Last weekend was just difficult. My husband helped me prepare dinner, but the dessert was my problem alone. Following the rules, I used a recipe for napoleon that is so simple there is no way you could fail. I recommend it to anyone struggling with creative impotence or who likes glamourous results after not too much effort in the kitchen.
       
      Ingredients (for 9 napoleons)
      1 pack of chilled French pastry
      500ml of milk
      6 tablespoons of sugar
      1 packet of powdered blancmange
      50g of butter
      2 egg yolks
      1 teaspoon of vanilla essence
      1 tablespoons of potato flour
      2 tablespoons of flour
      caster sugar

      Heat the oven up to 180C. Cover a baking tray with some baking paper.
      Cut the French pastry in half. Bake one half for 20 minutes. Remove it from the tray. Cut the second part into 9 squares. A cake prepared in this way is easier to divide into portions. Put them on the paper and bake for 20 minutes.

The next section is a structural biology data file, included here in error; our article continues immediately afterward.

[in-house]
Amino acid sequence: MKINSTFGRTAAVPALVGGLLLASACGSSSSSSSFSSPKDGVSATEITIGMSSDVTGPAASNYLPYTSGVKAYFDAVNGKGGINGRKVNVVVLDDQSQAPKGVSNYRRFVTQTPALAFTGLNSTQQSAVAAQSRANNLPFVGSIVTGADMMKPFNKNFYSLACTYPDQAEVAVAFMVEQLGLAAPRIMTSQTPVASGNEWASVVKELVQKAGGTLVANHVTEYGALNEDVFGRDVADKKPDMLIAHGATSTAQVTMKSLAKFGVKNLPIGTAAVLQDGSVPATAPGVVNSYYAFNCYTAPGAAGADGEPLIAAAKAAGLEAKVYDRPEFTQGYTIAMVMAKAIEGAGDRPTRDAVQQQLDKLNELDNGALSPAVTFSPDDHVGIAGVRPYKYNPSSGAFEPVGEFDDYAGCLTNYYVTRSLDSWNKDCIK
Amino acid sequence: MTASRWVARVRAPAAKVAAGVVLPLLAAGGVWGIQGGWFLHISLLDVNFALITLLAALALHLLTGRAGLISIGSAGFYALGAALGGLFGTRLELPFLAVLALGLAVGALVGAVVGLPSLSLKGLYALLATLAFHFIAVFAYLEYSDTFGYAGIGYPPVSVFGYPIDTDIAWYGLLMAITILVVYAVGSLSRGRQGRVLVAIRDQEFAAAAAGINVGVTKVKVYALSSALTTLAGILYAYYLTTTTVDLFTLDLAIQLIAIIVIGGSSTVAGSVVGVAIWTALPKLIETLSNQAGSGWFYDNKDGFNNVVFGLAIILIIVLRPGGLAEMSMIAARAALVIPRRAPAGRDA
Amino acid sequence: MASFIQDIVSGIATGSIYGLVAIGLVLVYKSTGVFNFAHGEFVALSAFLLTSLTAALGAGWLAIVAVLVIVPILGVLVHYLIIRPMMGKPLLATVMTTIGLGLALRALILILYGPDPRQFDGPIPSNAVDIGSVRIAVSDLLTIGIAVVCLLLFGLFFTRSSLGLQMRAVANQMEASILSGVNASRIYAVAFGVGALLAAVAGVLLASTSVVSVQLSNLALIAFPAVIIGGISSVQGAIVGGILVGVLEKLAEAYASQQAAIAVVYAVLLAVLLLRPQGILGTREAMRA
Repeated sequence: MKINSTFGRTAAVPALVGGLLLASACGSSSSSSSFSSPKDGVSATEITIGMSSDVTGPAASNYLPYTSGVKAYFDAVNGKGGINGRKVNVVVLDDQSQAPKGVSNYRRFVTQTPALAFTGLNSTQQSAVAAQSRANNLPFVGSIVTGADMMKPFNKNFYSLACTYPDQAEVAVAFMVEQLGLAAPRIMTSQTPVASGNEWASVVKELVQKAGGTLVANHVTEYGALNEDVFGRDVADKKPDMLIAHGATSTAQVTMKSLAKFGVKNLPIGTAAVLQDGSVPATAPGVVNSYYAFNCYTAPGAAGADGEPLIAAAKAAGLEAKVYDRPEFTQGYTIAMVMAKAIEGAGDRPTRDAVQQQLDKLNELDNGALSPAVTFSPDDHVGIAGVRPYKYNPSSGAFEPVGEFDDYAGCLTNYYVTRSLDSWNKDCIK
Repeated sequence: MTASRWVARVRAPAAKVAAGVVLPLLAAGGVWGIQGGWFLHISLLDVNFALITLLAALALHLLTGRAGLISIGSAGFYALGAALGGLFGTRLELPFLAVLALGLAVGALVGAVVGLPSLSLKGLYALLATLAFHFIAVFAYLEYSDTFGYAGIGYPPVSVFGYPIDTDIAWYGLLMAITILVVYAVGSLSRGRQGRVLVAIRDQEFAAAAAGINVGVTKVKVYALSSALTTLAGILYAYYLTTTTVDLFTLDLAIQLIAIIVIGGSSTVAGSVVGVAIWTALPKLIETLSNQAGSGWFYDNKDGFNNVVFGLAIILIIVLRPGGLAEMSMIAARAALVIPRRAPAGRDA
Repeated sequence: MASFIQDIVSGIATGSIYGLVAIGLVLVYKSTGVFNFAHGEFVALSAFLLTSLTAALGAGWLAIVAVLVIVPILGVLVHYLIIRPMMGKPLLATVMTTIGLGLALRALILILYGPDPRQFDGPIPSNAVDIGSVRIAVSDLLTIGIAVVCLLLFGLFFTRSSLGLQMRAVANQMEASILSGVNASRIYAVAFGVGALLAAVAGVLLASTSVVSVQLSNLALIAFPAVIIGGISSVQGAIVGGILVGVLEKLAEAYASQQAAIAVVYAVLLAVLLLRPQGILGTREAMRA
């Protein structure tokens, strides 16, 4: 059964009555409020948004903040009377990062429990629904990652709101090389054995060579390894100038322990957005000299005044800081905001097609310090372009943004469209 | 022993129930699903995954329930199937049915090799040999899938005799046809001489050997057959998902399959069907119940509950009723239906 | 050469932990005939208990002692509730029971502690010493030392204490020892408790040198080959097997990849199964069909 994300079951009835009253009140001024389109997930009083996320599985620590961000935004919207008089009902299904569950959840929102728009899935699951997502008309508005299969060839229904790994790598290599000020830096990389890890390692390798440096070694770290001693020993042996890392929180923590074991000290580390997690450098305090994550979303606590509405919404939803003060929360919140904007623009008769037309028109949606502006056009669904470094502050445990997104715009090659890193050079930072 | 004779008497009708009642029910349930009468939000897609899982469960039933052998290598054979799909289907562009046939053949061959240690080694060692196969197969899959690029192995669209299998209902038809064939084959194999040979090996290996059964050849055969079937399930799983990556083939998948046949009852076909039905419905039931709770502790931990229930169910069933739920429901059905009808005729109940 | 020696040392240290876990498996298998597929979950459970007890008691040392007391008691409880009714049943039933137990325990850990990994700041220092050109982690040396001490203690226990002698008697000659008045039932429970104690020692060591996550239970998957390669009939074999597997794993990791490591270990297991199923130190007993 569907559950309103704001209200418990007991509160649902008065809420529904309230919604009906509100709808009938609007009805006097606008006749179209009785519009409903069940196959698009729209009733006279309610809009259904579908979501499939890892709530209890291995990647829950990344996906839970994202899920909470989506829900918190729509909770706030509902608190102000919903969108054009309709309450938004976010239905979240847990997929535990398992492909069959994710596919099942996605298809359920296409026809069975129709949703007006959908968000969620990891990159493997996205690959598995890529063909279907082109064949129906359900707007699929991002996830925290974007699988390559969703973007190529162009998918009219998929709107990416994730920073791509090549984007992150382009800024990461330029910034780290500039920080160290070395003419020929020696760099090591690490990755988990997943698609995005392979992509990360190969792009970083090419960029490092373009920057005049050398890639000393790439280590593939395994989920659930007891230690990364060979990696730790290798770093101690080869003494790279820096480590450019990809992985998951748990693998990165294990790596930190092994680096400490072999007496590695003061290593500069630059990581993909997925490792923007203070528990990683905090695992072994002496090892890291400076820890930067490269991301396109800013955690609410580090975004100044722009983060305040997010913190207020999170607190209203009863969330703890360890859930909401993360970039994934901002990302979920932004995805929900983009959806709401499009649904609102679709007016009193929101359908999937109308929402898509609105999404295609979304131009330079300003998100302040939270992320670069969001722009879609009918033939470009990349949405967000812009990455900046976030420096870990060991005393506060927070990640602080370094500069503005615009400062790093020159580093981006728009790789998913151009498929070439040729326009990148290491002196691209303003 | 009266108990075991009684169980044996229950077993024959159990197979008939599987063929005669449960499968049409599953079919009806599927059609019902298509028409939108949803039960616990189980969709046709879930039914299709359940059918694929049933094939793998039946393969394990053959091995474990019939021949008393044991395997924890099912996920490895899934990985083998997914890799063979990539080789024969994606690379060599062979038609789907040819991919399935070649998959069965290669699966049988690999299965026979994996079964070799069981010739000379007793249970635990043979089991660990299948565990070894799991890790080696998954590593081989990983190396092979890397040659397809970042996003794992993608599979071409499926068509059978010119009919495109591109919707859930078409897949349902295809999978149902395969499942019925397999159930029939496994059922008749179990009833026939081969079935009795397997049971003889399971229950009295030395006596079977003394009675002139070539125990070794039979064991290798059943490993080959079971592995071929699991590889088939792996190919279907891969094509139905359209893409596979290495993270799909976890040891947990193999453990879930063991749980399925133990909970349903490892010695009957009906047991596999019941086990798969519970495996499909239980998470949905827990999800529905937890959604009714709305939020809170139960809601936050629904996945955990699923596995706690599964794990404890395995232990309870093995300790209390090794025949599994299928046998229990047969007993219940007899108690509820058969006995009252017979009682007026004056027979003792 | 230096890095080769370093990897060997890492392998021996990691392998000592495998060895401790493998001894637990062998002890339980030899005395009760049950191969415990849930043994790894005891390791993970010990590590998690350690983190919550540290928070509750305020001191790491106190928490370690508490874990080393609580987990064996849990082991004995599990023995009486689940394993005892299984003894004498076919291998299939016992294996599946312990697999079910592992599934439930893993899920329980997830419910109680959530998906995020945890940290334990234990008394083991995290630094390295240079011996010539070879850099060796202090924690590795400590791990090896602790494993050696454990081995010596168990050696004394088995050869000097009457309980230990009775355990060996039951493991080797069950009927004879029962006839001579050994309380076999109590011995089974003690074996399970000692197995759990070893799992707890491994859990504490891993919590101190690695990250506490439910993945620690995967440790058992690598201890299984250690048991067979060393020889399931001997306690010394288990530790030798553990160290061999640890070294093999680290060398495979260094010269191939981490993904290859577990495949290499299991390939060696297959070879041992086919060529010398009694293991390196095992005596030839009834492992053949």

Now prepare the crème. Boil 400ml of the milk with the sugar, vanilla essence and butter. Mix the rest of the milk with the powdered blancmange, flour and potato flour and egg yolks. When the milk has boiled, take it off the heat and add it to the mixture, stirring constantly. Put it on the heat and boil, stirring until the mixture is coagulated. Take the pot off the heat. Put the warm mixture on the whole part of the French pasty and then cover it with the sliced part of the pastry. Cover the dessert with aluminium foil and leave in the fridge for a few hours. Cut and sprinkle with the caster sugar before serving.
       
       

  • Recently Browsing   0 members

    No registered users viewing this page.

×
×
  • Create New...